Religion and the First Justice Harlan: A Case Study in Late Nineteenth Century Presbyterian Constitutionalism
James Wice Gordon
Western New England University School of Law
Marquette Law Review, Vol. 85, No. 2, p. 317, Winter 2001
In this Article, the Author argues that Harlan's religion and its values informed both his personal and his public life. Harlan's close personal friend, Justice Brewer, once commented on Harlan's personal attachment to the two "fundamental" documents in his life: the Bible and the Constitution. Justice Brewer suggested that Harlan had one hand on the Bible, and the other hand on the Constitution when he went to bed every night. Although it is widely known that Harlan was a religious man, only recently has any scholar paid much attention to this fact. No one has fully described the principles of Harlan's faith or made a sustained attempt to explore their influence on his public career. Religion was an important element in the makeup of the man and it deserves attention. However, it is less clear that it was Harlan's religious convictions that set him apart from his judicial colleagues. One who would argue that Harlan's Calvinism contributed to his "distinctiveness" as a judge must ground that argument on the unusual intensity of Harlan's beliefs rather than on their distinctiveness, or on the interaction of his religious convictions with the other elements of his character.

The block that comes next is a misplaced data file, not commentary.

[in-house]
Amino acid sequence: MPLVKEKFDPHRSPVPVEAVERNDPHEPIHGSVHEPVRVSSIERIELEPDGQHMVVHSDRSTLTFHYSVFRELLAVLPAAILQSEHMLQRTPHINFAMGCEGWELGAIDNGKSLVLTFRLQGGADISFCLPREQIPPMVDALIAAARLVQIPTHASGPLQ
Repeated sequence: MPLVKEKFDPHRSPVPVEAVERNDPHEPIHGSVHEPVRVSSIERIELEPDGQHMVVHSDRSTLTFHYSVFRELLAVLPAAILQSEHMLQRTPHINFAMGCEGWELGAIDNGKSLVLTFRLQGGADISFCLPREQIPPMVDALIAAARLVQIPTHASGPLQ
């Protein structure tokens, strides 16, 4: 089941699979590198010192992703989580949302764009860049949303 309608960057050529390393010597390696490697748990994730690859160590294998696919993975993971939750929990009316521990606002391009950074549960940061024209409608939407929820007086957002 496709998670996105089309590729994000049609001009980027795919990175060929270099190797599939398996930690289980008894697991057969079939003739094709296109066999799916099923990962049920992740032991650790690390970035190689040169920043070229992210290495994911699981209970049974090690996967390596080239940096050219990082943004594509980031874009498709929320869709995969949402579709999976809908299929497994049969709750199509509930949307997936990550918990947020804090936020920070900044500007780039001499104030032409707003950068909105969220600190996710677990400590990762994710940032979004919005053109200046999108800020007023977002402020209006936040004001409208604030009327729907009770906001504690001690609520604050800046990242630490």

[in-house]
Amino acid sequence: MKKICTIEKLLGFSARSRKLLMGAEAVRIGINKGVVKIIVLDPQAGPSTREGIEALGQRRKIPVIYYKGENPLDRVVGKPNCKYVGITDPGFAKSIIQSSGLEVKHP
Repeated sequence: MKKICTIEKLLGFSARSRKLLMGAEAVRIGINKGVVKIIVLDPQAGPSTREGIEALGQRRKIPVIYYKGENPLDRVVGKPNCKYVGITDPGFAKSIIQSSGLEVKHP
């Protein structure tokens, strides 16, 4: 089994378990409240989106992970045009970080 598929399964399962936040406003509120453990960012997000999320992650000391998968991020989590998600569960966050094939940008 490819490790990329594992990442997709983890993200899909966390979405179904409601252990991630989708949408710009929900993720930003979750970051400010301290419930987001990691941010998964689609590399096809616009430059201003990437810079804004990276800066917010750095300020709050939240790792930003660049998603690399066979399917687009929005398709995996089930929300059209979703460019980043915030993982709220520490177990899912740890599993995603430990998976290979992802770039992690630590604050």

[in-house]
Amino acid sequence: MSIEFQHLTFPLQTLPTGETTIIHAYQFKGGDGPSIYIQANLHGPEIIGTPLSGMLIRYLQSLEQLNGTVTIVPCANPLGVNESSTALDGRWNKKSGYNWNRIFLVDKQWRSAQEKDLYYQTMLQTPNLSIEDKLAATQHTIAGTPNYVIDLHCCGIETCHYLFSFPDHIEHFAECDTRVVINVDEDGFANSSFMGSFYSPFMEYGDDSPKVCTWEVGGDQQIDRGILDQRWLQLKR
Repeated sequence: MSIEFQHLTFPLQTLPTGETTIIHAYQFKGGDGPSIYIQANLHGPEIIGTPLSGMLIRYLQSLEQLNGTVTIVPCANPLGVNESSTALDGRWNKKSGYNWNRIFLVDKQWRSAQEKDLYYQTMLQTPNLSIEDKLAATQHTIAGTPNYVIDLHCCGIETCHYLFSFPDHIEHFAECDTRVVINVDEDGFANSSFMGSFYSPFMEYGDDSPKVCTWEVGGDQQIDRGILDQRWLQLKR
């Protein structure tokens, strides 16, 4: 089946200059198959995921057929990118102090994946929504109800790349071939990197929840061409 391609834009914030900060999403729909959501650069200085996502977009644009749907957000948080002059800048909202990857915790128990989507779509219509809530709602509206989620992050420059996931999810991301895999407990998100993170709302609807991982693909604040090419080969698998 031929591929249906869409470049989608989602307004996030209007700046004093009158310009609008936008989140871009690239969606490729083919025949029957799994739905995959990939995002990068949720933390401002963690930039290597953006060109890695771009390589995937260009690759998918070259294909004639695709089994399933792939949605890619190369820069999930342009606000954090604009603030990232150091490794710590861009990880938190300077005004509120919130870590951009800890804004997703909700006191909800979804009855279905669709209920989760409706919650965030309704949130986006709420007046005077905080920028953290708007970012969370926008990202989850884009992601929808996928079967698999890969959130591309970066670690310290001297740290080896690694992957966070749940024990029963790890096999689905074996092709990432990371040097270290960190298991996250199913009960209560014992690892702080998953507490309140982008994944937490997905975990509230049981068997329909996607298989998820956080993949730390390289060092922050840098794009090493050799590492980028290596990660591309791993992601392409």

Number of Pages in PDF File: 106
Keywords: Justice John Marshall Harlan, legal historyAccepted Paper Series
Date posted: December 15, 2011 ; Last revised: December 28, 2011
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